The Pakistani television and film industry was shocked last month by accusations of sex abuse from a famous singer. Meesha Shafi used the Twitter #metoo to accuse a male co-worker of harassment.
“Sharing this because I believe that by speaking out about my own experience of sexual harassment, I will break the culture of silence,” she wrote. She added that such silence is found throughout Pakistani society.
Shafi was not the first woman in Pakistan to use the hashtag or share her story. The #MeToo movement that started in the United States had touched Pakistan already. However, most Pakistani women who have shared their experiences have hidden their identities.
Shafi’s act led to public dispute. Criticism of the singer became so severe that she suspended her Facebook and Instagram accounts.
Shafi told the English language newspaper Dawn, “The abuse(and) threats…that I have faced is the reason I felt the strong need to protect not just myself but my family.” She said she was worried for her two young children.
Frieha Altaf is a Pakistani businesswoman, social activist and media star. She says she remembers facing a lot of sexual harassment when she was young, such as men touching her and believing it was normal.
Women who protest sexual harassment in the office often are accused of dishonesty.
“I don’t think harassment is an issue anywhere. Women are lying when they say they are getting harassed,” said Tufail Akhtar, a long-time film industry reporter. He also said that working women often use sex as a tool to move ahead in the business. He said Shafi must be speaking out because of a business dispute or professional jealousy.
Others share Akhtar’s opinion. Many social media users have accused Shafi online of trying to get publicity. They have questioned the timing of her accusations.
“…Publicity, nothing more than that,” tweeted Invincible Aamir with the handle @m_mflyinghorse.
Pakistani rights activists say such accusations, as well as a fear of losing their jobs, keep most women from telling their stories.
That’s the biggest fear,” said Kashmala Tariq. She is the newly appointed Federal Ombudsperson for Protection against Harassment of Women at the Workplaces.
Reporter Tanzeela Mazhar experienced such a reaction when she accused her supervisor of harassment. She was working for Pakistan’s public television station PTV at the time.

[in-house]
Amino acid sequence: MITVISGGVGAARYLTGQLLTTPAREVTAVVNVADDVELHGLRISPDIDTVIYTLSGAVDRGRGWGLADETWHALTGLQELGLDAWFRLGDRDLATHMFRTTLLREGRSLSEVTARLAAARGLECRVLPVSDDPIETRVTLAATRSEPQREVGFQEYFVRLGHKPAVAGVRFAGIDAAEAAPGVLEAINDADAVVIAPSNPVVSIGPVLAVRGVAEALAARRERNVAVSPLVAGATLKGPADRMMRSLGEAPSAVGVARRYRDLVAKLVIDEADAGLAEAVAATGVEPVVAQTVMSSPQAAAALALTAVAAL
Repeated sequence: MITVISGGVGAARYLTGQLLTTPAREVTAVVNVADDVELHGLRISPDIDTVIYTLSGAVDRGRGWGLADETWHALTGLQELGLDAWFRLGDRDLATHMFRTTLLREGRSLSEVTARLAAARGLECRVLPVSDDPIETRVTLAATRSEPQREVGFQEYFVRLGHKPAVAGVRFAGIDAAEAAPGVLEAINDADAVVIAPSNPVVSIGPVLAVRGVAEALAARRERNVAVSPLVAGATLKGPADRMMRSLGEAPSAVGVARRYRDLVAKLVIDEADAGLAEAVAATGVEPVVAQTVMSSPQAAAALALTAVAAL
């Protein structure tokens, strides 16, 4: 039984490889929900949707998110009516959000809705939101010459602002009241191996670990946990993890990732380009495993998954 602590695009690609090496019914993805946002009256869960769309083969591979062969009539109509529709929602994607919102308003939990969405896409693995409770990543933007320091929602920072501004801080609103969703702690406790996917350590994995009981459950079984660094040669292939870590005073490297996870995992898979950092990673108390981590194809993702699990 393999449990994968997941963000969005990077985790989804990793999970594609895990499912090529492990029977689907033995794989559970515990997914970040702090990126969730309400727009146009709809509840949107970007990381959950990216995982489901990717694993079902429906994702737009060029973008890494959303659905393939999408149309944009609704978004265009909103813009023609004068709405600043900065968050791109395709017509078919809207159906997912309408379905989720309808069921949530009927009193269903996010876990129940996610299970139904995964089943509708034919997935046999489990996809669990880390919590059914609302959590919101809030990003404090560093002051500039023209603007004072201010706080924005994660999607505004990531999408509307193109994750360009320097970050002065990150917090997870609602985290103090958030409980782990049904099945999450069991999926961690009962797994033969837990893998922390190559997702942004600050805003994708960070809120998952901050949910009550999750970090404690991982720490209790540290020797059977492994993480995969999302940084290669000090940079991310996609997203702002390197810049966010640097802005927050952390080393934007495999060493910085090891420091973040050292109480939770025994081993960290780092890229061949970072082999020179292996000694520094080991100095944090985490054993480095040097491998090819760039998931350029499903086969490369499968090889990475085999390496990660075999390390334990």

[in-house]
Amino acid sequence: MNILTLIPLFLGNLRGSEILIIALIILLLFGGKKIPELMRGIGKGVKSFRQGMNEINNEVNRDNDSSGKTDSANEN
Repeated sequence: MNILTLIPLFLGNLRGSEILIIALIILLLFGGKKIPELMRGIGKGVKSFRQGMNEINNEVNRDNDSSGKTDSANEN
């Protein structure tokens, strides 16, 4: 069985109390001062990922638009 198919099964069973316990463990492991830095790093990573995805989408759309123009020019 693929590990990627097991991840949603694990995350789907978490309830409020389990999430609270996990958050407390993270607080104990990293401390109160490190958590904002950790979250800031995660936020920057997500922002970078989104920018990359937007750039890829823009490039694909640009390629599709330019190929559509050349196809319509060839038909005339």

She and another female employee resigned after Mazhar protested about her treatment. Mazhar says her former supervisor was dismissed but that she has not found a new job.
She says she has been suffering financially and emotionally from the harassment for years.
She suspects people see her as a trouble maker.
“They know I will raise hell any time I see sexual harassment not just with me but with others around me,” she said.
Meanwhile, her former supervisor is working on two legal actions against her. One includes a criminal charge.
“I am out on bail,” she said.
Tariq says the law does not protect the women who raise their voices.
“We have proposed amendments and sent them to the law ministry,” she said, adding that a member of the senate stopped the amendments. She also said men and transgenders can also be victims.
Tariq said there is another side. She said she had seen cases in which women tried to misuse the harassment law.
Ayesha Tanzeem reported this story for VOA. Susan Shand adapted this story for Learning English. Catherine Weaver was the editor.
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Words in This Story
harassment – n. to annoy or bother (someone) in a constant or repeated way
backlash – n. a strong public reaction against something
jealousy – n. an unhappy or angry feeling of wanting to have what someone else has
transgender - n. a person who feels that their true nature does not match their sex at birth
bail - n. an amount of money given to a court to allow a prisoner to leave jail and return later for a trial